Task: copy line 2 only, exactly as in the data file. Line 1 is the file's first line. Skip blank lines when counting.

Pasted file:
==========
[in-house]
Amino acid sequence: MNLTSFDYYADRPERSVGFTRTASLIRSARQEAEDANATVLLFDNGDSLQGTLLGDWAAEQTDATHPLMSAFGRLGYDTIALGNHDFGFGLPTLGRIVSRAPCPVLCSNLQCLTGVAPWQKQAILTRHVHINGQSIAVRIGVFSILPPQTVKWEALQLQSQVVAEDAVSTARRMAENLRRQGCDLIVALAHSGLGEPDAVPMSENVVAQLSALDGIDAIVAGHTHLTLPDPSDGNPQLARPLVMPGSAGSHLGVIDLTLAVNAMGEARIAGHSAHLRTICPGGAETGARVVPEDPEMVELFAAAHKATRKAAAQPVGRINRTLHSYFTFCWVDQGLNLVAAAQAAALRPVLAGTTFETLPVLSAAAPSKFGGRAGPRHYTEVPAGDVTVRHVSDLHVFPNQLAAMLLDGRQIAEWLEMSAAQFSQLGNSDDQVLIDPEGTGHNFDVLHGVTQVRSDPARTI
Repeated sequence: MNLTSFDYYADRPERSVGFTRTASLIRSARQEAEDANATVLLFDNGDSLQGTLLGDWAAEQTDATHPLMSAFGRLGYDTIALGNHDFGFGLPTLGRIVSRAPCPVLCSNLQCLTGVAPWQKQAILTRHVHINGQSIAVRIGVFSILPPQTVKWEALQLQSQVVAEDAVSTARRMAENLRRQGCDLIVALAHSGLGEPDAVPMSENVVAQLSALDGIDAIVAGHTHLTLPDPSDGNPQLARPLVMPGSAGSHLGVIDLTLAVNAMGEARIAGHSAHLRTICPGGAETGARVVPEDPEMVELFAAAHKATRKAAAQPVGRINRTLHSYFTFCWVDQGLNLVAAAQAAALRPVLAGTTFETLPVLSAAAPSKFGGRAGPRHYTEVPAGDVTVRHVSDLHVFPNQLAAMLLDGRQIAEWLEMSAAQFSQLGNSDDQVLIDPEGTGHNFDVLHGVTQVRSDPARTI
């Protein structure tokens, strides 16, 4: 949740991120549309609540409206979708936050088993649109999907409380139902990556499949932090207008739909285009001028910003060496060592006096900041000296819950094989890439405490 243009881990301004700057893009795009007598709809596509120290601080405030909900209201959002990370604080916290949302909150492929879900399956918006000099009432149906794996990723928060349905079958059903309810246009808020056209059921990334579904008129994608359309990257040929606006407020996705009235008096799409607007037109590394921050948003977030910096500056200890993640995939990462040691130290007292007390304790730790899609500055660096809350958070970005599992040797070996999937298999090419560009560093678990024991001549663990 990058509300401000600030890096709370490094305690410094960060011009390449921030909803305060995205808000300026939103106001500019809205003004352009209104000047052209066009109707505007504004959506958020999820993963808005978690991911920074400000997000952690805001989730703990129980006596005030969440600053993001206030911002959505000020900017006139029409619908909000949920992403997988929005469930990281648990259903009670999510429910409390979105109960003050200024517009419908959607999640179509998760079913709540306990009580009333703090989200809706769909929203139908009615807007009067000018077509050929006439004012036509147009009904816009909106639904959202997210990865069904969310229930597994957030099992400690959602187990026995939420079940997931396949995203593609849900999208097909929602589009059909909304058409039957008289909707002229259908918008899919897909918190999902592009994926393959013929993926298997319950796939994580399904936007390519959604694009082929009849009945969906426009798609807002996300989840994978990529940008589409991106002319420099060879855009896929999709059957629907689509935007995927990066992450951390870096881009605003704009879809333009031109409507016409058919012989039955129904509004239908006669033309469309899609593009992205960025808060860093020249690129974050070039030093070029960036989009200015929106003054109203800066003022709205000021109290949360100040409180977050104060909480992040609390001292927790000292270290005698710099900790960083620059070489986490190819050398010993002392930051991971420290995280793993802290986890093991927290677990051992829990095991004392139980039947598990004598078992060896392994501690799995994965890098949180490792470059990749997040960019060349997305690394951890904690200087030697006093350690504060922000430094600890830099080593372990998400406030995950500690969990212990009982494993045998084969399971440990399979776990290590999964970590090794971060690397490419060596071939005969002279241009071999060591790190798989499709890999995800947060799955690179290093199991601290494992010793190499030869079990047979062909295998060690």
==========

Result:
Amino acid sequence: MNLTSFDYYADRPERSVGFTRTASLIRSARQEAEDANATVLLFDNGDSLQGTLLGDWAAEQTDATHPLMSAFGRLGYDTIALGNHDFGFGLPTLGRIVSRAPCPVLCSNLQCLTGVAPWQKQAILTRHVHINGQSIAVRIGVFSILPPQTVKWEALQLQSQVVAEDAVSTARRMAENLRRQGCDLIVALAHSGLGEPDAVPMSENVVAQLSALDGIDAIVAGHTHLTLPDPSDGNPQLARPLVMPGSAGSHLGVIDLTLAVNAMGEARIAGHSAHLRTICPGGAETGARVVPEDPEMVELFAAAHKATRKAAAQPVGRINRTLHSYFTFCWVDQGLNLVAAAQAAALRPVLAGTTFETLPVLSAAAPSKFGGRAGPRHYTEVPAGDVTVRHVSDLHVFPNQLAAMLLDGRQIAEWLEMSAAQFSQLGNSDDQVLIDPEGTGHNFDVLHGVTQVRSDPARTI